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USDA: AS HURRICANE SEASON BEGINS, USDA OFFERS PRODUCERS NEW AND IMPROVED INSURANCE OPTIONS
Source: USDA news release

The 2020 hurricane season officially began on June 1 and many experts predict that hurricane activity will be particularly active this year. The National Oceanic and Atmospheric Administration is predicting an above-normal 2020 Atlantic hurricane season with 13 to 19 named storms, of which 6 to 10 could become hurricanes, including 3 to 6 major hurricanes (category 3 or higher). An average hurricane season produces 12 named storms, of which 6 become hurricanes, including 3 major hurricanes.

RMA Administrator Martin Barbre visits with Citrus Farmers in the Rio Grande Valley of Texas. McAllen, Texas, February 24, 2020
USDA is ready to help producers during this hurricane season. USDA's Risk Management Agency (RMA) recently introduced a new crop insurance hurricane endorsement, Hurricane Insurance Protection - Wind Index (HIP-WI), which covers a portion of the deductible of the underlying crop insurance policy when a county, or county adjacent, is within the area of sustained hurricane-force winds. HIP-WI provides coverage for 70 different crops and is available in counties in the vicinity of the Gulf of Mexico and the Atlantic, as well as Hawaii.

USDA has also helped affected producers recover from disasters in past years. The Additional Supplemental Appropriations for Disaster Relief Act of 2019 authorized the Wildfire and Hurricane Indemnity Program Plus (WHIP+) to help agricultural producers affected by natural disasters in 2018 and 2019. This includes hurricanes Michael, Florence, and Dorian as well as other natural disasters, such as floods, snowstorms, tornadoes, typhoons, volcanic activity and wildfires, and related conditions.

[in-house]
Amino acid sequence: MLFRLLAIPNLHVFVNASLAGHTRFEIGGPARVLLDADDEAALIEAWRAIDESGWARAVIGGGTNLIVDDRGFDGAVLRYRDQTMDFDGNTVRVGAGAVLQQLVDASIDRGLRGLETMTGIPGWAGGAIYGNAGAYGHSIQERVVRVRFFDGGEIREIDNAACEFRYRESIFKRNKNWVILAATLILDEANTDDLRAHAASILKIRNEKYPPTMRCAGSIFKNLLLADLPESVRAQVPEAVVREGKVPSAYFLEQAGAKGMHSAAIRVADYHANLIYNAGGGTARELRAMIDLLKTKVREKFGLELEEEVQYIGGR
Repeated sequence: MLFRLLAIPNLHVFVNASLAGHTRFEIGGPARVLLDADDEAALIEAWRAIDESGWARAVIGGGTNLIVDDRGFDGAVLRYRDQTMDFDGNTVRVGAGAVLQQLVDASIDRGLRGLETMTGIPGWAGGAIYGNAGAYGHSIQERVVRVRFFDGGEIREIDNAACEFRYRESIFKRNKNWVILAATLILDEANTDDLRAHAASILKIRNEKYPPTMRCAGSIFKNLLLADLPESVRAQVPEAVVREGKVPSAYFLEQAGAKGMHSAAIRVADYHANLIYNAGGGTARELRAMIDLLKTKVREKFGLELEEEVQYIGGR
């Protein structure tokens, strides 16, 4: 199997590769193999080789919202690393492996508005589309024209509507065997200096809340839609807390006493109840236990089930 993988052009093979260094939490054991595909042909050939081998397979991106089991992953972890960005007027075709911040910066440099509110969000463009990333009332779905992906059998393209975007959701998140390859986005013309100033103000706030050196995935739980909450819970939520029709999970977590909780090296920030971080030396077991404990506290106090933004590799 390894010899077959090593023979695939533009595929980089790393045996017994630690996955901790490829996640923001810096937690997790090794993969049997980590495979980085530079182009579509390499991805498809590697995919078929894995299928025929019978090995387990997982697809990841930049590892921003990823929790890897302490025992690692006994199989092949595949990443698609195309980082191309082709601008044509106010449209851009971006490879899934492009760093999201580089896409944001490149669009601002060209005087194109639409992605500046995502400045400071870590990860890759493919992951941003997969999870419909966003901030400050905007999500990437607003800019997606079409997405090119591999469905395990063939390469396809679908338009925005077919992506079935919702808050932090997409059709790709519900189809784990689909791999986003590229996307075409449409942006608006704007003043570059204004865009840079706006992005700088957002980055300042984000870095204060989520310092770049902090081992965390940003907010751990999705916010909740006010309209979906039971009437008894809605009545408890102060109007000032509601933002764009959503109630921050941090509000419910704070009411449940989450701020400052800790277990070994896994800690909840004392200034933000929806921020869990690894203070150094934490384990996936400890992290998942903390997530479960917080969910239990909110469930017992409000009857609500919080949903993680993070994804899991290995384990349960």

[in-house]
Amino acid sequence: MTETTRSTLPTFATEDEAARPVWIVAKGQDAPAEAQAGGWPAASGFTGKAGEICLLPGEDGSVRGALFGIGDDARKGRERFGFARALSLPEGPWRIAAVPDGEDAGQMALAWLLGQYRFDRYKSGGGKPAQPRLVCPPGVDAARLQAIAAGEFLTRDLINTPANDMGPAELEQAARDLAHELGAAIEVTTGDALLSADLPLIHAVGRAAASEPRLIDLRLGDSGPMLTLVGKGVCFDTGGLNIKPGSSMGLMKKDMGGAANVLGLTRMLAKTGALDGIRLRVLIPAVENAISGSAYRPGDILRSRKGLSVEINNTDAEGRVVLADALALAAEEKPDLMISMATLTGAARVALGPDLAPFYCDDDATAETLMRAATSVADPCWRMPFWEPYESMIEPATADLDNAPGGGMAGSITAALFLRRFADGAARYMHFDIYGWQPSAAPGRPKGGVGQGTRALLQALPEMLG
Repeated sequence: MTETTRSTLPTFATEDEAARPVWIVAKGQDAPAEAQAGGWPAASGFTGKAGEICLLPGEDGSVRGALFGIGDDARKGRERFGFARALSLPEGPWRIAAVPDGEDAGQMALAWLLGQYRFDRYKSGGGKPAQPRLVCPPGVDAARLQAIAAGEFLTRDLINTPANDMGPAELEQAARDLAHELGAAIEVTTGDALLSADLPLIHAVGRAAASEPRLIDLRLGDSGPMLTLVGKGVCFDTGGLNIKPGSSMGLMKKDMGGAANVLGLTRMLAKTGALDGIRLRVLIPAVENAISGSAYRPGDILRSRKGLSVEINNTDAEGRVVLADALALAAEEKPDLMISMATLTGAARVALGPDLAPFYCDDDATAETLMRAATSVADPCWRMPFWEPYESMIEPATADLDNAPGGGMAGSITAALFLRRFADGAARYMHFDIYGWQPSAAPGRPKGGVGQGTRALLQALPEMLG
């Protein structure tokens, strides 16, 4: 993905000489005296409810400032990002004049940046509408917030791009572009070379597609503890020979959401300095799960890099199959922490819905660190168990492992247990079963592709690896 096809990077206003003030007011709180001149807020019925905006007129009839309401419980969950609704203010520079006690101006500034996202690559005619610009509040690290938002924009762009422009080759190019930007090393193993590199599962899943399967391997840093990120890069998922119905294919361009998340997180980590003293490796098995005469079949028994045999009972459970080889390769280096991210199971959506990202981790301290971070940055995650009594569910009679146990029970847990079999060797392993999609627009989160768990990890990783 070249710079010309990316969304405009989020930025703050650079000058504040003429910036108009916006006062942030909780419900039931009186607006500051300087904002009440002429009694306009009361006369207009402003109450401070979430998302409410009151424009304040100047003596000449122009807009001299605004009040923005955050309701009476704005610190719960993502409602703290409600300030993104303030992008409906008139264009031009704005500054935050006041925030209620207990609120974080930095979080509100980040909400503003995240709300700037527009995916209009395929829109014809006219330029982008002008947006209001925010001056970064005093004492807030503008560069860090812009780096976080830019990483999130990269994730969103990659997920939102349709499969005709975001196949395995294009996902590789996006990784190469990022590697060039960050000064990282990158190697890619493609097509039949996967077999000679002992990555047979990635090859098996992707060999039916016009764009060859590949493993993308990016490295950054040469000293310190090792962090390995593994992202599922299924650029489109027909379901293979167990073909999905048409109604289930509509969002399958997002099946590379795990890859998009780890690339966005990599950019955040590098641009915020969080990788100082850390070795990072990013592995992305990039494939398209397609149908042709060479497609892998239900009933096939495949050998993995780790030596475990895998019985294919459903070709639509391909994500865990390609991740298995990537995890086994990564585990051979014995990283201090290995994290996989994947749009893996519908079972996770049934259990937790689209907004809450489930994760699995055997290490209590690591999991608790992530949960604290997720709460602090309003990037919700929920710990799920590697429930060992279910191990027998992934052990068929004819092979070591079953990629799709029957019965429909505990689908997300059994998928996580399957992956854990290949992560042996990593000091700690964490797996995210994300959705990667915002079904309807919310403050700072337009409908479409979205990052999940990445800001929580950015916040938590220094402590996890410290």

In addition, in the Further Consolidated Appropriations Act of 2020, added drought, excess moisture, sugar beets and quality losses as covered under WHIP+. WHIP+ provides disaster payments to producers to offset losses of crops, trees, bushes, and vines that occurred as a result of those disaster events.

RMA and USDA's Farm Service Agency (FSA) have been working together on WHIP+ implementation through what is called the linkage requirement. The WHIP+ linkage requirement stipulates that all producers who receive WHIP+ disaster assistance payments must purchase either crop insurance or Noninsured Crop Disaster Assistance Program (NAP) coverage at the 60% or higher level for the next two consecutive crop years.

This WHIP+ linkage requirement has contributed to a 60% increase in crop value covered for citrus crops in Florida alone, where fruit production and trees are often in danger of hurricane damage. For the 2020 crop year, 87% of orange trees insured were covered by buy-up policies versus 18% in crop year 2018.

Similarly, 92% of acreage insured under the orange fruit policy are covered by buy-up for the 2020 crop year versus 50% in 2018. This increased coverage going into another hurricane season is good for producers, because it means more piece-of-mind that their risk is diminished, and they don't have to rely on ad-hoc disaster assistance.